Heroes of the Zeroes is Nick Rogers’ daily, alphabetical look back at the 365 best films of 2000 to 2009.
There’s amusing proof of technology’s ever-shrinking shelf life in 2000’s Frequency, as Jim Caviezel fixes a VCR and Yahoo! is the Internet buzzword. But as with “modern” mentions of Pepsi Free and a DeLorean in Back to the Future, these have aged into charmingly dated details of an innovative time-crossing thriller blending Future’s rush with Backdraft’s firefighting and a dash of Zodiac.
Its major challenge: Generating and sustaining nail-biter thrills and believable father-son bonds from men connected across time through microphones. Screenwriter Toby Emmerich kept narrative twists and investigative intricacies sly and sharp without turning outlandish, while the leads stirringly sorted out their blue-collar characters’ confusion.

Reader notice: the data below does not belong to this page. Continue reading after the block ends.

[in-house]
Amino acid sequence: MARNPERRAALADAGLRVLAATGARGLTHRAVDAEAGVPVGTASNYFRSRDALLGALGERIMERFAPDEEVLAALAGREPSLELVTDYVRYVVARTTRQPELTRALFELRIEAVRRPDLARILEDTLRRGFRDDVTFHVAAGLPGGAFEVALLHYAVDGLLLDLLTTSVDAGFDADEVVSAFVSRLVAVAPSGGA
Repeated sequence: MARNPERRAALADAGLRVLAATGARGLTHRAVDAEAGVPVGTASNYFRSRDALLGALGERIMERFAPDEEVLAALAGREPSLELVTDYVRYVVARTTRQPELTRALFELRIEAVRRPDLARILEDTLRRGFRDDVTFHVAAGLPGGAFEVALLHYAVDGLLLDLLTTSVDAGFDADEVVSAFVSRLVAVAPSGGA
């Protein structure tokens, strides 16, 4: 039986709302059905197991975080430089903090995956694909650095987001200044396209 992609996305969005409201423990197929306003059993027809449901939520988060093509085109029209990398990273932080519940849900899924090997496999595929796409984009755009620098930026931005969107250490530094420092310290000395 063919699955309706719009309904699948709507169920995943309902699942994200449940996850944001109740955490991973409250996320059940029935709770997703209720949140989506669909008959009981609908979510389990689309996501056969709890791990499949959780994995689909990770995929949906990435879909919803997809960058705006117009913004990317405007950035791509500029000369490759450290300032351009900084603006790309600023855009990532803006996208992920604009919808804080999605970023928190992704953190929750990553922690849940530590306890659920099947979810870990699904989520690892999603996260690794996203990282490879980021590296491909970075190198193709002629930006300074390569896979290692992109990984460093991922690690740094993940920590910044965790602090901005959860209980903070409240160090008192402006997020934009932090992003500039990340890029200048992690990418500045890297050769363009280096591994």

Caviezel is John, a present-day cop communicating via ham radio to his fireman father, Frank (Dennis Quaid), in the 1960s through an Aurora Borealis anomaly. When John advises Frank to avoid error in a fire that took his life, the change triggers a butterfly effect of serial murders that the pair must prevent.
Director Gregory Hoblit’s best film generates a Spielbergian fascination with the temporal drama of twisting timelines, all of it infused with as much personal drama as situational tension. Past events mourned in the present are unmade, instinct battles influence, penance and punishment are doled out retroactively, John’s future and Frank’s present reconfigure in immediate, occasionally grotesque fashion and new memories squeeze out the old ones.
Maintaining its composure before a throttle-down finish of Frank and John making others’ lives right, this popular-science thriller emphasized empathy, spirit and guts.